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Pauline Black may be called the Queen of Ska by some, but she insists she's not the only one, as Two-Tone legends the Selecter celebrate another stellar album in a career full of them.

Being commonly hailed as the "Queen" of a genre of music is no mean feat, but for Pauline Black, singer/songwriter of Two-Tone legends the Selecter and universally recognised "Queen of Ska", it is something she seems to take in her stride. "People can call you whatever they like," she tells PopMatters, "so I suppose it's better that they call you something really good!"

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Morrison's prose is so engaging and welcoming that it's easy to miss the irreconcilable ambiguities that are set forth in her prose as ineluctable convictions.

It's a common enough gambit in science fiction. Humans come across a race of aliens that appear to be entirely alike and yet one group of said aliens subordinates the other, visiting violence upon their persons, denigrating them openly and without social or legal consequence, humiliating them at every turn. The humans inquire why certain of the aliens are subjected to such degradation when there are no discernible differences among the entire race of aliens, at least from the human point of view. The aliens then explain that the subordinated group all share some minor trait (say the left nostril is oh-so-slightly larger than the right while the "superior" group all have slightly enlarged right nostrils)—something thatm from the human vantage pointm is utterly ridiculous. This minor difference not only explains but, for the alien understanding, justifies the inequitable treatment, even the enslavement of the subordinate group. And there you have the quandary of Otherness in a nutshell.

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A 1996 classic, Shawn Colvin's album of mature pop is also one of best break-up albums, comparable lyrically and musically to Joni Mitchell's Hejira and Bob Dylan's Blood on the Tracks.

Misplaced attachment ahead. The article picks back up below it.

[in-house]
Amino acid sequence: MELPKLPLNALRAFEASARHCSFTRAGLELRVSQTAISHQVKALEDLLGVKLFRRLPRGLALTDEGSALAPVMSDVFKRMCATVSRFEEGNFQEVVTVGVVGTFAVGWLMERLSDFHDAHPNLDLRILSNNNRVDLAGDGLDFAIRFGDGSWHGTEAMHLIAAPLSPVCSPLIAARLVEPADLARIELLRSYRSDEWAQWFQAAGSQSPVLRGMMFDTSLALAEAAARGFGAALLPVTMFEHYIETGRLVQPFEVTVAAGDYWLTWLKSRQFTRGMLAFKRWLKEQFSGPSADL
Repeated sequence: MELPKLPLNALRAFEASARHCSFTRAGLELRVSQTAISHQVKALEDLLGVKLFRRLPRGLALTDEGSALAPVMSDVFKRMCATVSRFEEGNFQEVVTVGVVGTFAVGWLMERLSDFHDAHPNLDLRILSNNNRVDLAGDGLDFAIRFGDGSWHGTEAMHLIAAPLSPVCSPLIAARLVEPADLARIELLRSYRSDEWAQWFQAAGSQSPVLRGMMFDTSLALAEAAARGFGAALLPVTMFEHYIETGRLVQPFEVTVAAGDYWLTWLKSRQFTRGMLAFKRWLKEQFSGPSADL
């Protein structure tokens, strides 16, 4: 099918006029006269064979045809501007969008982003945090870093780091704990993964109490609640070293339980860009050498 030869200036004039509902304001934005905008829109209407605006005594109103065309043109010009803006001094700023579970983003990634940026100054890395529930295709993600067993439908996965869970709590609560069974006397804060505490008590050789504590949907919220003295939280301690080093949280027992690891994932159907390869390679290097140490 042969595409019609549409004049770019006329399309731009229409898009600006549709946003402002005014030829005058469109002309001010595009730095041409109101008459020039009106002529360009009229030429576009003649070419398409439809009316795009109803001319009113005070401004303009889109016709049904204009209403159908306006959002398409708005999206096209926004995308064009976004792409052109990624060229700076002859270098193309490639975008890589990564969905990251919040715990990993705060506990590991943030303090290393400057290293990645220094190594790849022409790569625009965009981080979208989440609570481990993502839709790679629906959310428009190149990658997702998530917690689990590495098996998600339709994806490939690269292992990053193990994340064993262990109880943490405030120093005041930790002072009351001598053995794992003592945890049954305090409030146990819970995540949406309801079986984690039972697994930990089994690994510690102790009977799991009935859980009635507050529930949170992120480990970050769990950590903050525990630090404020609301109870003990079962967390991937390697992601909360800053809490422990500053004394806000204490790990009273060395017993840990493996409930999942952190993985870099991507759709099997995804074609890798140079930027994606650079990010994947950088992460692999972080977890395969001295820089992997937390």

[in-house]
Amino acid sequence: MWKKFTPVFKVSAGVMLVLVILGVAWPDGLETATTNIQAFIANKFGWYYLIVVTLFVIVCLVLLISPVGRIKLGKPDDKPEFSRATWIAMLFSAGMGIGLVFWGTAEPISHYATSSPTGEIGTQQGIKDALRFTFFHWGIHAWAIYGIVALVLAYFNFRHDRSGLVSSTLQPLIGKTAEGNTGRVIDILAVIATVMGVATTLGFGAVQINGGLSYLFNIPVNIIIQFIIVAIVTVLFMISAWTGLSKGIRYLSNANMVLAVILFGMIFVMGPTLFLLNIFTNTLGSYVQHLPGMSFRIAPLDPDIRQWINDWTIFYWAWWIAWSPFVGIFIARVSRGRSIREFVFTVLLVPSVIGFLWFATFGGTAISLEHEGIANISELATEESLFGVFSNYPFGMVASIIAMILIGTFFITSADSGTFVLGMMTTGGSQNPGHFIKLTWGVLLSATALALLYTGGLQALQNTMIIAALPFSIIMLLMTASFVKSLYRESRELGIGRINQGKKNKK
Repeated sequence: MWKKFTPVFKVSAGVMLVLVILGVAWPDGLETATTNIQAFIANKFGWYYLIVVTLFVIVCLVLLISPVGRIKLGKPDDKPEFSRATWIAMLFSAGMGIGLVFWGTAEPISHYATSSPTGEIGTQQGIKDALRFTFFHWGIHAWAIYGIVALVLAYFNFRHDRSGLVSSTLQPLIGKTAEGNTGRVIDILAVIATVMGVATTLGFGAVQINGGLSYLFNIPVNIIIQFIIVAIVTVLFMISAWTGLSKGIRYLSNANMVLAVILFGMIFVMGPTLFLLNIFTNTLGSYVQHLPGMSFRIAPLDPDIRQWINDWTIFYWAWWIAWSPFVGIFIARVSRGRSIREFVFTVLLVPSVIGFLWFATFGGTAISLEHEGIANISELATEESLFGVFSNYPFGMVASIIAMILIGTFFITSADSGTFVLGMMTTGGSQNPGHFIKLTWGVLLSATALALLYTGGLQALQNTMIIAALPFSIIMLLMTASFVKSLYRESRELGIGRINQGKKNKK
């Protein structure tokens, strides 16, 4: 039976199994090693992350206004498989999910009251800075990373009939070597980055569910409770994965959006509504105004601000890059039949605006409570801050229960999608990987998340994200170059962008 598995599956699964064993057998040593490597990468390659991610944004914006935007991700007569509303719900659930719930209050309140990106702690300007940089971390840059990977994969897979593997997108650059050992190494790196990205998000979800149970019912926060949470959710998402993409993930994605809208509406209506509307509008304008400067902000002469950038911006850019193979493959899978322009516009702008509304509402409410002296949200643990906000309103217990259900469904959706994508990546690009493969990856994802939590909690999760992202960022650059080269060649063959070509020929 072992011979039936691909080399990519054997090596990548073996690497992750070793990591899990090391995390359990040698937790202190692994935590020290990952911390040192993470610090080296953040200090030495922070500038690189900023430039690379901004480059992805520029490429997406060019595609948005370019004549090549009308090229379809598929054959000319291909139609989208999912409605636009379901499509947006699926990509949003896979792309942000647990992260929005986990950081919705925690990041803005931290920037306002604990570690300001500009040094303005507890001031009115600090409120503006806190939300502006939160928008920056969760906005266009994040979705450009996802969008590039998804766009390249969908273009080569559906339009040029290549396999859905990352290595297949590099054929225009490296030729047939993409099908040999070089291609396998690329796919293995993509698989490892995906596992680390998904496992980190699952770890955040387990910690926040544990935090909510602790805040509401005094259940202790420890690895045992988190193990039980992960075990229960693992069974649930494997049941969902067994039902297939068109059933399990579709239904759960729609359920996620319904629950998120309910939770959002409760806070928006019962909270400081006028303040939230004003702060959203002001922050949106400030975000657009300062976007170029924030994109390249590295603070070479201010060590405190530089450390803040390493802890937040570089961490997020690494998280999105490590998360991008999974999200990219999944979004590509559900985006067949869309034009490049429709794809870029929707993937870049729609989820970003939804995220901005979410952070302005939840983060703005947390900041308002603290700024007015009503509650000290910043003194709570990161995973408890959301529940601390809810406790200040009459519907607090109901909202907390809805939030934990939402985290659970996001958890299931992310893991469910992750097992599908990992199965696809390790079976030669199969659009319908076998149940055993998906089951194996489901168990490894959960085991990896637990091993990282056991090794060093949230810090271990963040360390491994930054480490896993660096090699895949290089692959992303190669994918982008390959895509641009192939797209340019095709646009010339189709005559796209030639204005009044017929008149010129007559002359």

When pop-folksinger Shawn Colvin released A Few Small Repairs in 1996, the music world was ripe for an album of sharp, catchy songs by a female singer-songwriter. Lilith Fair, the tour for women in the music, would gross $16 million in 1997. Colvin would be a main stage artist in all three years of the tour, playing alongside Liz Phair, Suzanne Vega, Sheryl Crow, Sarah McLachlan, Meshell Ndegeocello, Joan Osborne, Lisa Loeb, Erykah Badu, and many others. Strong female artists were not only making great music (when were they not?) but also having bold success. Alanis Morissette's Jagged Little Pill preceded Colvin's fourth recording by just 16 months.

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Frank Miller locates our tragedy and warps it into his own brutal beauty.

In terms of continuity, the so-called promotion of this entry as Miller's “third" in the series is deceptively cryptic. Miller's mid-'80s limited series The Dark Knight Returns (or DKR) is a “Top 5 All-Time" graphic novel, if not easily “Top 3". His intertextual and metatextual themes resonated then as they do now, a reason this source material was “go to" for Christopher Nolan when he resurrected the franchise for Warner Bros. in the mid-00s. The sheer iconicity of DKR posits a seminal work in the artist's canon, which shares company with the likes of Sin City, 300, and an influential run on Daredevil, to name a few.